Tag Archives: recipe

Fried Rice, from leftovers

I’m sitting here shoveling down the leftover fried rice from last night, but the leftovers began the night before. If you like fried rice and never know what to do with leftover roast chicken, read on.

Recipe – Fried Rice à la Meeka

Ingredients*

Leftover roast or braised chicken, meat removed from bones

Leftover cooked rice [boiled or via the absorption method]

1 – 2 rashers of middle bacon [or ham]

1 – 2 eggs

Capsicum, red [diced]

Spring onion [the white part, cleaned and chopped into small pieces] 

Leftover corn on the cob if available [kernels cut off the cob]

Sesame oil [a drop or two]

Soy Sauce [Light or dark]

Peanut oil for frying [it has a light, clean flavour that’s perfect for Chinese dishes, but I use it for everything]

A large wok

An egg slice or some other tool for stir frying the rice

*quantities will depend upon how many people are to be served and how much they like certain ingredients. As a rule of thumb, you’ll need approx. 1.5 – 2 cups of cooked rice for two medium sized people.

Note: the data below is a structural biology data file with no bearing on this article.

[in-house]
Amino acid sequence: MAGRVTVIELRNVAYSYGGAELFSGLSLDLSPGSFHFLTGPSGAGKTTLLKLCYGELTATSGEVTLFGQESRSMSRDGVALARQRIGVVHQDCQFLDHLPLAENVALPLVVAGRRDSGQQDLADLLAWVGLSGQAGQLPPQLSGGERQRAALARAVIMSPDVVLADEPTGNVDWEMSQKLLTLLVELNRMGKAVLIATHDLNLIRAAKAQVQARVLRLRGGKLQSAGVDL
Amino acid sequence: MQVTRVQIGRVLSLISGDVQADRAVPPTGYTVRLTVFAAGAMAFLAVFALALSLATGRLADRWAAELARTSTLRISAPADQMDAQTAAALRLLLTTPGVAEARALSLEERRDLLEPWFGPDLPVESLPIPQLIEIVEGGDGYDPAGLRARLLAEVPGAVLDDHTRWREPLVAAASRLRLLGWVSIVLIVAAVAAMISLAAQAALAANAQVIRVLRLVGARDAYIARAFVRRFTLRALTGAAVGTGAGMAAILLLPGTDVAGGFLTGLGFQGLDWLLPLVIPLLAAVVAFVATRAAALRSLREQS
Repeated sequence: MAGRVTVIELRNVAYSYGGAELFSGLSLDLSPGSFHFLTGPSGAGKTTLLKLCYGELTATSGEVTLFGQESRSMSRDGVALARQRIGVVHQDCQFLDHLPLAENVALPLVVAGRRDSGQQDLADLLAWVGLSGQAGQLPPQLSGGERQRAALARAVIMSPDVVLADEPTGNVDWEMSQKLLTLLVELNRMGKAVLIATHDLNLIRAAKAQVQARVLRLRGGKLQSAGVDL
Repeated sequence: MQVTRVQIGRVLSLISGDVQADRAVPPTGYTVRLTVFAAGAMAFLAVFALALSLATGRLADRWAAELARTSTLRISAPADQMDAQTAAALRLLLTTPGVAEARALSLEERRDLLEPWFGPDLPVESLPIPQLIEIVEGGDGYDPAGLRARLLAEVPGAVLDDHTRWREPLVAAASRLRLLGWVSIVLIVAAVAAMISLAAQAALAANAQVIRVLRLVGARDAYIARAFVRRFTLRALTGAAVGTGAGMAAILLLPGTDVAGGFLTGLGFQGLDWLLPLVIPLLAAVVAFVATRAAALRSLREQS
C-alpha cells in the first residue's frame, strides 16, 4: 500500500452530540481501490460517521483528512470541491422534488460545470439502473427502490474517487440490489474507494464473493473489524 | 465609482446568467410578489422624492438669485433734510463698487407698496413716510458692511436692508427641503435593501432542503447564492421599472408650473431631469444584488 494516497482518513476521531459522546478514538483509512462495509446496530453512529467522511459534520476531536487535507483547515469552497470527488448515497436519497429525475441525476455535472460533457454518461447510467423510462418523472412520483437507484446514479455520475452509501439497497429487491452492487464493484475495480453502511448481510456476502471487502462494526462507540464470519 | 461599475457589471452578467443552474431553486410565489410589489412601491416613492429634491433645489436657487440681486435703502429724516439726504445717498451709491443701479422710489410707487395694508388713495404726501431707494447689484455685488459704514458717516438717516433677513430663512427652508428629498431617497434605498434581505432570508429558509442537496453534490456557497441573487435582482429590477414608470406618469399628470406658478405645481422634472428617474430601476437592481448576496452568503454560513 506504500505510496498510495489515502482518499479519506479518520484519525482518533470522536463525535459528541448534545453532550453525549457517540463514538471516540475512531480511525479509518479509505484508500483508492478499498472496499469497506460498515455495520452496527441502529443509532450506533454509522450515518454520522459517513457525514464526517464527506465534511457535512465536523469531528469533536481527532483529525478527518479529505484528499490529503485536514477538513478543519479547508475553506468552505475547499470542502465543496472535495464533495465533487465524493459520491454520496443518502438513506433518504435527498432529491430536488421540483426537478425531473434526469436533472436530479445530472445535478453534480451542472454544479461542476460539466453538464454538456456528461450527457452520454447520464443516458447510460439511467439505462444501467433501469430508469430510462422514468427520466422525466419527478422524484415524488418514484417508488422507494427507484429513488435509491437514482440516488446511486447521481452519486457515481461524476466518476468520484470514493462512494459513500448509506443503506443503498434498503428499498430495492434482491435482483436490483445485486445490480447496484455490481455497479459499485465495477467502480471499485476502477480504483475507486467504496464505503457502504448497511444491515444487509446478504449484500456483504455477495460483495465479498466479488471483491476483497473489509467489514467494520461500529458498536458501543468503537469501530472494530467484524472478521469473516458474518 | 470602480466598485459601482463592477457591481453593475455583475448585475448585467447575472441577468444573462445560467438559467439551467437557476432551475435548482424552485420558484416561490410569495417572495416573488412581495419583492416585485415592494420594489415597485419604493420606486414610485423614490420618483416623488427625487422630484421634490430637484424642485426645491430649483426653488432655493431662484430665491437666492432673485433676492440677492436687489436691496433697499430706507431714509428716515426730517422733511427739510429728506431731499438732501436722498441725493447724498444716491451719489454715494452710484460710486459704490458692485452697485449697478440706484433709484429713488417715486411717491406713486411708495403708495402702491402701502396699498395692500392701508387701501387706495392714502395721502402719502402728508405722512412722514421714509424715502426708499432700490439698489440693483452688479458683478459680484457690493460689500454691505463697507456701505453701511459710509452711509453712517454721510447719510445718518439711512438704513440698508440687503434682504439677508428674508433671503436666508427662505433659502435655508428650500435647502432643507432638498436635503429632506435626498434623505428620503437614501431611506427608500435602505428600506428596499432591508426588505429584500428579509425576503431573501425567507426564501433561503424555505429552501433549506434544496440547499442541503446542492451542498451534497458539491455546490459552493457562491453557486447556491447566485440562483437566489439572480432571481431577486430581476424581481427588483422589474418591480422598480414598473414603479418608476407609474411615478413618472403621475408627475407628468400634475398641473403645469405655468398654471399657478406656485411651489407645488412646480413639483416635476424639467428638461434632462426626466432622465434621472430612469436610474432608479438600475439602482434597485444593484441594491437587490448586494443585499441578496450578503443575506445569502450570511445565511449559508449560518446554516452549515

Method

Heat a couple of tablespoons of peanut oil in the wok until you can see a ‘heat haze’ rising from the oil.

While the oil is heating:

  • beat the egg[s]
  • cut the rind off the bacon and cut the meat and fat into small cubes/squares.
  • wash and cut the capsicum into small squares.

When the oil is hot, pour the beaten egg into the hot wok and swirl it around to spread it as much as possible [a bit like making a pancake].

When one side of the egg pancake is done, flip it over and cook the other side until it too is golden. Remove from wok and place on a cutting board. Cut into bite sized pieces and set aside.

Next, place the bacon pieces into the remaining oil along with the capsicum. Lower the heat and allow to cook gently until the bacon is nicely coloured but not quite crisp.

If using, add the corn kernels to the bacon and capsicum. Allow to cook gently for a few minutes more. [This is just to heat the corn through as it’s already cooked].

Remove the bacon, capsicum and corn from the oil. You can add it to the cooked egg.

Add a drop or two of sesame oil to the oil remaining in the wok. Don’t throw this oil out as it contains all the lovely flavours of the bacon etc!